Wind and solar are renewable energy sources which are zero emission energy sources; however they are also intermittent and variable. Nuclear, is also a *”zero” emission energy source; however nuclear continuously generates energy, representing a reliable energy source with the highest capacity factor of any energy source. Nuclear power is somewhat clean (see the notes about toxic waste generated by nuclear power plants below), and is becoming much safer (see the notes about Gen IV nuclear below). Nuclear energy, though NOT a renewable energy source, represents a much more concentrated source of energy than fossil fuels or renewables (a pound of nuclear fuel holds 1 million times more potential for energy production than a pound of fossil fuels, and fossil fuels have a higher energy density than renewables, so nuclear has the highest energy density of any energy source).
In order to stay on track to meet the goal of net zero emissions by 2050, low carbon sources need to meet the interim goal of generating 75% of global energy by 2030; that implies OVER 70% of the world’s energy mix must be renewable and nuclear energy combined by 2030. Nuclear and renewable energy are currently the world’s zero carbon emissions sources of energy; other low carbon energy sources will hopefully come online in the next several years to help fill in the gap of these ambitious net zero goals.
Nuclear energy has a significantly higher energy production capacity than other energy sources, especially considering that only a relatively small quantity of the fuel (uranium mostly, thorium for future consideration in Gen III, IV plants) is required for nuclear power plants. A small amount of a fossil fuel, say 1 kg of coal, can only keep a light bulb lit for a few days; while the same quantity of fuel from a nuclear energy source will keep the same bulb lit for well over 100 years. Nuclear does this without any CO2, or most other GHG emissions, from the power plant.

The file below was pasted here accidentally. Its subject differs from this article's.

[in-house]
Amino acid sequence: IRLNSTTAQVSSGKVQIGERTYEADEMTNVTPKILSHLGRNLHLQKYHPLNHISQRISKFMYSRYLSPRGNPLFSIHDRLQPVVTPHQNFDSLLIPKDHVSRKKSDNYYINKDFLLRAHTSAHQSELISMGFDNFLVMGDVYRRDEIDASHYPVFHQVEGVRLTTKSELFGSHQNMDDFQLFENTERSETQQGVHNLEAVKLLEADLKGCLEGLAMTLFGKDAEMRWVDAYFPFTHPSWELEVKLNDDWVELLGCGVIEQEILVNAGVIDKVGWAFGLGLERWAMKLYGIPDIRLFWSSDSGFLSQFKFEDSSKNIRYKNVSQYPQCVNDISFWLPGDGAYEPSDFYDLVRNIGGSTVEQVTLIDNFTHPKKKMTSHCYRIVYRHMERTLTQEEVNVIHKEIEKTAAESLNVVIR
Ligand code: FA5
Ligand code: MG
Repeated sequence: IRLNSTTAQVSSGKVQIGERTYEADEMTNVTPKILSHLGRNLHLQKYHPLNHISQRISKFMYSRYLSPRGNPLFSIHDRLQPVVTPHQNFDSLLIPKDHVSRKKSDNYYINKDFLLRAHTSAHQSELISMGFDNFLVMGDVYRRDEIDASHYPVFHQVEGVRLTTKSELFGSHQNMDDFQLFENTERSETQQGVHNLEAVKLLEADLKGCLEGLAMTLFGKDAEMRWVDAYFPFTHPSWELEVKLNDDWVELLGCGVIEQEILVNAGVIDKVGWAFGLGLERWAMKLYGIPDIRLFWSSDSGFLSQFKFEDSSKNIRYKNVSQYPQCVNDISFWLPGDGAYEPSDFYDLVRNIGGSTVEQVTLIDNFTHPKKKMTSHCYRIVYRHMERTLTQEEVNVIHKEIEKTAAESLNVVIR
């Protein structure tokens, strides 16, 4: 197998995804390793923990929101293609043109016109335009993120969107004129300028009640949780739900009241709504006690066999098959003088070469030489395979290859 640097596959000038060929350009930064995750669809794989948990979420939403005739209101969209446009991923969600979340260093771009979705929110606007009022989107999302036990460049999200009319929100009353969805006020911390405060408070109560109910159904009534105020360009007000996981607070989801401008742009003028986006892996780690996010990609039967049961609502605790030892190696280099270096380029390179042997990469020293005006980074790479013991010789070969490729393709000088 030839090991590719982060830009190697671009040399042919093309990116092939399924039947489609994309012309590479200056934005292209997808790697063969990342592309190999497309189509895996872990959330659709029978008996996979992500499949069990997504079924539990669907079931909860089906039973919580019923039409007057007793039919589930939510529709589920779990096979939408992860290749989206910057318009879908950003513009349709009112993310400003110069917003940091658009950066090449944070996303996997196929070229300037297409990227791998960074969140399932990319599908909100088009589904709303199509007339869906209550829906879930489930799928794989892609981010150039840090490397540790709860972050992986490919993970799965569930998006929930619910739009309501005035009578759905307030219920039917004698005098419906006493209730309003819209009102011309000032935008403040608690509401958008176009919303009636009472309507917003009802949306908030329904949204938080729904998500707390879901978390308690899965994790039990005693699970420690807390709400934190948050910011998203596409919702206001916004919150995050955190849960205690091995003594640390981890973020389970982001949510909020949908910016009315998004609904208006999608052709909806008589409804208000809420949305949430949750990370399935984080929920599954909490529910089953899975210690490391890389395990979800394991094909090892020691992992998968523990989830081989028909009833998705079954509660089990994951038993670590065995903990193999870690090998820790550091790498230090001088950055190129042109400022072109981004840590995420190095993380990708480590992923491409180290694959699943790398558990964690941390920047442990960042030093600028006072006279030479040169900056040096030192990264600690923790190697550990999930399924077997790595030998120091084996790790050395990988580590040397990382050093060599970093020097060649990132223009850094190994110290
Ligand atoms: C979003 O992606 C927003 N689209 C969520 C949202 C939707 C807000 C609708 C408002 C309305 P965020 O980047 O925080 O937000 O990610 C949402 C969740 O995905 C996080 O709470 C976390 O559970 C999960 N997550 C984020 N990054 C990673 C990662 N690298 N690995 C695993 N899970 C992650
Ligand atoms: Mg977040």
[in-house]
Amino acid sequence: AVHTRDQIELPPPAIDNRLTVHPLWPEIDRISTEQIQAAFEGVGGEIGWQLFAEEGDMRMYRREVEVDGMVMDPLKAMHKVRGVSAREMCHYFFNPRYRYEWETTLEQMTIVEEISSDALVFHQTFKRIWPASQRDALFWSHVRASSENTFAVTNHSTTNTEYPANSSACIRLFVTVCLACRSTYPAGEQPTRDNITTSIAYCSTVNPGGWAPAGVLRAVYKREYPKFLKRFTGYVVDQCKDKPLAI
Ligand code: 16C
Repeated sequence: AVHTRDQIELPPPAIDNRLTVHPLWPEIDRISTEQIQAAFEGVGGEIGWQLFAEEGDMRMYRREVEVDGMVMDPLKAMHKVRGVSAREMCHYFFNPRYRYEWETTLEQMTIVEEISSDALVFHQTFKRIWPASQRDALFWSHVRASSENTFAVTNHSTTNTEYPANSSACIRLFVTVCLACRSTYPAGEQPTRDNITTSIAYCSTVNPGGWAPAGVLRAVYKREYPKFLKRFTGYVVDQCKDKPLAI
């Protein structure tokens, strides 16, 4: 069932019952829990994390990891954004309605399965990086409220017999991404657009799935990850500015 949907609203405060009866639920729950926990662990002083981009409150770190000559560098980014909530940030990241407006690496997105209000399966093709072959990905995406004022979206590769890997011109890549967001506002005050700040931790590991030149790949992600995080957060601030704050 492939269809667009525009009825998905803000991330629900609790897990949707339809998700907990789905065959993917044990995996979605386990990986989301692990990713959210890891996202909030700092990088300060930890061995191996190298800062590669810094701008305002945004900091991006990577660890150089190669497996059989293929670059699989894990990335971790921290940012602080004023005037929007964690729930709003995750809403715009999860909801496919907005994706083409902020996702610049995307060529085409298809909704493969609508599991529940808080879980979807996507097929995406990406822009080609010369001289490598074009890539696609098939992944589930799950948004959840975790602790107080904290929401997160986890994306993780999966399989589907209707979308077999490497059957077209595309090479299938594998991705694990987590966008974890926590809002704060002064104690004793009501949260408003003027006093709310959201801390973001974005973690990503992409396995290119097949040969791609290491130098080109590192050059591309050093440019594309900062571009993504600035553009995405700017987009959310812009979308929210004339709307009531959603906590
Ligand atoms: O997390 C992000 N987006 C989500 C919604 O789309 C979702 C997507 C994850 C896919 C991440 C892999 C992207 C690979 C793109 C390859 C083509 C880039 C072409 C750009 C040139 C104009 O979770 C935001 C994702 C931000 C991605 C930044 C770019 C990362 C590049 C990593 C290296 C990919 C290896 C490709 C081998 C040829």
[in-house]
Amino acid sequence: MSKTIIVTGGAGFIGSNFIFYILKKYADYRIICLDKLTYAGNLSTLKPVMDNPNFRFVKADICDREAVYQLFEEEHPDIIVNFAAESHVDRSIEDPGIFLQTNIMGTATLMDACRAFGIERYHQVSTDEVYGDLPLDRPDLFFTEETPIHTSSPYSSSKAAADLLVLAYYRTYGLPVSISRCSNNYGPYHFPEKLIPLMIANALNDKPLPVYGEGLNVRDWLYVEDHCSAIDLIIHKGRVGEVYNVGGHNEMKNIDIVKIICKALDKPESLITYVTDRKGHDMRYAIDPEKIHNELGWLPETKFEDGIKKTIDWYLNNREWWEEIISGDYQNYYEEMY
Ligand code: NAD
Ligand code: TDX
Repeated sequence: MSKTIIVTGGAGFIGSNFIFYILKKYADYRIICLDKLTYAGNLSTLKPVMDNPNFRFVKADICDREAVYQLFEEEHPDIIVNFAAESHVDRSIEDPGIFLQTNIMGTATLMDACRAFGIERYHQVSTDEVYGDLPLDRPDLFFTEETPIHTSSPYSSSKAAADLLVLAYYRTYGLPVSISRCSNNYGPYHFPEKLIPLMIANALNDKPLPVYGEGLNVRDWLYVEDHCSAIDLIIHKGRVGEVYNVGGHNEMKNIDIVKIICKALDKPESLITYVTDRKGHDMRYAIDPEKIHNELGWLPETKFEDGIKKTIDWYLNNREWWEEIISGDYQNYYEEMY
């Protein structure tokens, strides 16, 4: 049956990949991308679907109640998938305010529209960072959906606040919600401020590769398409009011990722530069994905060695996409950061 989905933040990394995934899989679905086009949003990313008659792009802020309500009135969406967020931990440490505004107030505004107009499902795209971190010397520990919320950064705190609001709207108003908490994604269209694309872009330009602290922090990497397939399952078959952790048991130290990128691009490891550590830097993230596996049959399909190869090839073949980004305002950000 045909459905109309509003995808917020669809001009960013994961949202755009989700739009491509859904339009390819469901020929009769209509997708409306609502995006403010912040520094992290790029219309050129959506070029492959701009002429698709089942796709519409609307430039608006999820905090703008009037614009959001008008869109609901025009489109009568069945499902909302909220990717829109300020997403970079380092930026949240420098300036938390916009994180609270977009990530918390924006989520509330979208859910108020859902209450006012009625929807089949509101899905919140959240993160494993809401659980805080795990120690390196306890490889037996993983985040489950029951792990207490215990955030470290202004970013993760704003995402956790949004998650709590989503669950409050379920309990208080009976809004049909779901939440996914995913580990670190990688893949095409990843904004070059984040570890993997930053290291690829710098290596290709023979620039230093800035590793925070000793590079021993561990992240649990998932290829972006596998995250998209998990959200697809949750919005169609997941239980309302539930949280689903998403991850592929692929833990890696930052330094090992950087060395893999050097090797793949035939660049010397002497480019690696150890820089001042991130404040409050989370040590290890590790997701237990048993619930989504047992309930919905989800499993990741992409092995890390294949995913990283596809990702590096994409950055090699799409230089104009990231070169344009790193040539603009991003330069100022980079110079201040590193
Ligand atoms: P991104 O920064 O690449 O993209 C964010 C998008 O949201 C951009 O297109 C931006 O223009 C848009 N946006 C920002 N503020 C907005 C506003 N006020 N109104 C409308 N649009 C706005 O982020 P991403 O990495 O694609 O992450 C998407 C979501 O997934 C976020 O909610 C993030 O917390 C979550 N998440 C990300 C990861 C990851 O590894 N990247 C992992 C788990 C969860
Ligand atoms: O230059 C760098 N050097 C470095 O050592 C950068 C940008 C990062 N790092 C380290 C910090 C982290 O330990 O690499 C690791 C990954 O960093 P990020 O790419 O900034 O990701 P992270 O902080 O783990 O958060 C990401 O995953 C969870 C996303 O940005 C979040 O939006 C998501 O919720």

To be clear, once a nuclear power plant is at the operational stage, carbon dioxide emissions from a nuclear reactor are zero. Greenhouse gas emissions (GHGs) from mining and refining uranium into nuclear fuel, transporting toxic waste from nuclear sites to safely store the waste, and maintenance for nuclear reactors are energy-intensive activities that do produce GHGs. Burning nuclear fuel emits no carbon, and minimal other GHGs; with *GHG emissions on par with wind and solar emitted during the lifecycle of energy generation (so, next to nothing). Therefore, nuclear energy production must be considered as a part of the world energy mix needed to fight anthropogenic climate change. [* Note:: neither nuclear nor renewables are actually completely “zero” GHG emissions, but both are relatively just as close to zero emissions as possible; and close enough to zero to be worthy of being called “clean energy”, “zero emission” energy sources].